Some elements are, admittedly, a little farfetched. Beyond just “Physics doesn’t do that” because, again, Physics can go to hell in action movies as far as I’m concerned. We’re talking moments like Dwayne Johnson hanging on the side of a building from a rope that I would guess is about as thick as his finger… yeah, no. Or even the elevator scene, something that’s very cool for a moment but also feels a little off. These tiny little moments do raise an eyebrow, but fortunately, there’s a better sequence just behind it that helps make it believable.
This film also has a serious villain problem. It spends so much time making the family lovable that when we meet the villain, he’s boring and bland and just kind of there. I was honestly more interested in Hannah Quinlivan who played a badass fighter who just shot people without asking questions and was the toughest character in the cast. Why couldn’t she have been the main one to go up against Dwayne instead of the Danish terrorist we got? I mean sure, Roland Møller is a really good actor and he has his moments, but his character is a lot more forgettable than hers was. If we’re going to steal things from Die Hard, which is perfectly OK to steal from, then can we maybe steal the memorable villain while we’re at it? Because I genuinely can’t remember his name or anything about him except that he shoots things and had that one line about anyone doing anything with the right motivation… and I took notes! I have notes and I still forget him. I have Wikipedia, I could go to another tab right now and look (Spoilers, I already did this, how do you think I got the line through the O on his last name?) and his name is Kores Botha… I just typed that just now, I forgot it already. That’s how forgettable this villain is. But Xia the badass soldier woman who basically did the actual heavy lifting and had an insane set of awesome gunfights? Yep, I’m not forgetting her in a hurry.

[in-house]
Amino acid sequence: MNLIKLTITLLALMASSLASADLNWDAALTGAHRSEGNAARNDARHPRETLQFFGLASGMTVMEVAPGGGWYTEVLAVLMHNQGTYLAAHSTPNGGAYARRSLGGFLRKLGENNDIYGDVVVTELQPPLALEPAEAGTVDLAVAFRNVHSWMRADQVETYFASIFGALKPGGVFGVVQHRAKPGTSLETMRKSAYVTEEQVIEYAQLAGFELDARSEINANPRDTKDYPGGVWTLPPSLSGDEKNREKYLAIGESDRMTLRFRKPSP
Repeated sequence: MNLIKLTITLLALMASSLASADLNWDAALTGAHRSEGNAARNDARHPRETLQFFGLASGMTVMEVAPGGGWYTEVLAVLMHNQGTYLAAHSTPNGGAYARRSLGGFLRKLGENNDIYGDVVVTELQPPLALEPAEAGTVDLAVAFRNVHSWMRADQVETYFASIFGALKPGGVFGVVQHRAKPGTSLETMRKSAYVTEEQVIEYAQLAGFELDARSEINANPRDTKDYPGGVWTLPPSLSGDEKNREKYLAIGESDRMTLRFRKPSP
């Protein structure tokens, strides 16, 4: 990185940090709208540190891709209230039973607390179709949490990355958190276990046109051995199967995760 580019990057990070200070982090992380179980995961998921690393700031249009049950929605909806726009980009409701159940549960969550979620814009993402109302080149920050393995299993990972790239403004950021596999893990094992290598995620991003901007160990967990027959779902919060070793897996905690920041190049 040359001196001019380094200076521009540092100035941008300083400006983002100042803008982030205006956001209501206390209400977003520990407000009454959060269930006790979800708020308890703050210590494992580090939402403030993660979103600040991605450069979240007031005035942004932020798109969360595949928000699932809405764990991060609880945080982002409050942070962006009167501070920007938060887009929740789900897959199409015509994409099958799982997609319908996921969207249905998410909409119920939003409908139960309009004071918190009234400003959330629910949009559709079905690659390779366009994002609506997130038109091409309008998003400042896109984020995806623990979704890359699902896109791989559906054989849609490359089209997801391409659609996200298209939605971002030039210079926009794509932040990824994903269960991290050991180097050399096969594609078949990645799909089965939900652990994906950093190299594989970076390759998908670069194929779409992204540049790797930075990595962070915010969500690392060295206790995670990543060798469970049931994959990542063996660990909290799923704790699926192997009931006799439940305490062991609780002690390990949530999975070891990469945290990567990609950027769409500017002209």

What makes this film work is that core coupling between Will and Sarah and their children, their bond not only gives the main story a simple but sound structure to work with but it feeds the motivation for the character in a way that nothing else could. It’s established early, powerfully and well so that once we get into the meat of the film it’s easy to just sit back and yell “Go Will, you can do it!”. Much like the skyscraper itself, this film has a solid structure to work around and for the most part, it works with that structure wonderfully. Sure there are problems, there are moments we’ve seen before, there are bits that need improving and some elements just seem like they’re there to show off what can be done nowadays but it still works at what it’s designed to do. Does this movie do the rehashing of Die Hard tropes well? Well, it certainly made me want to yell out “Yippee-ki-yay, motherfucker!”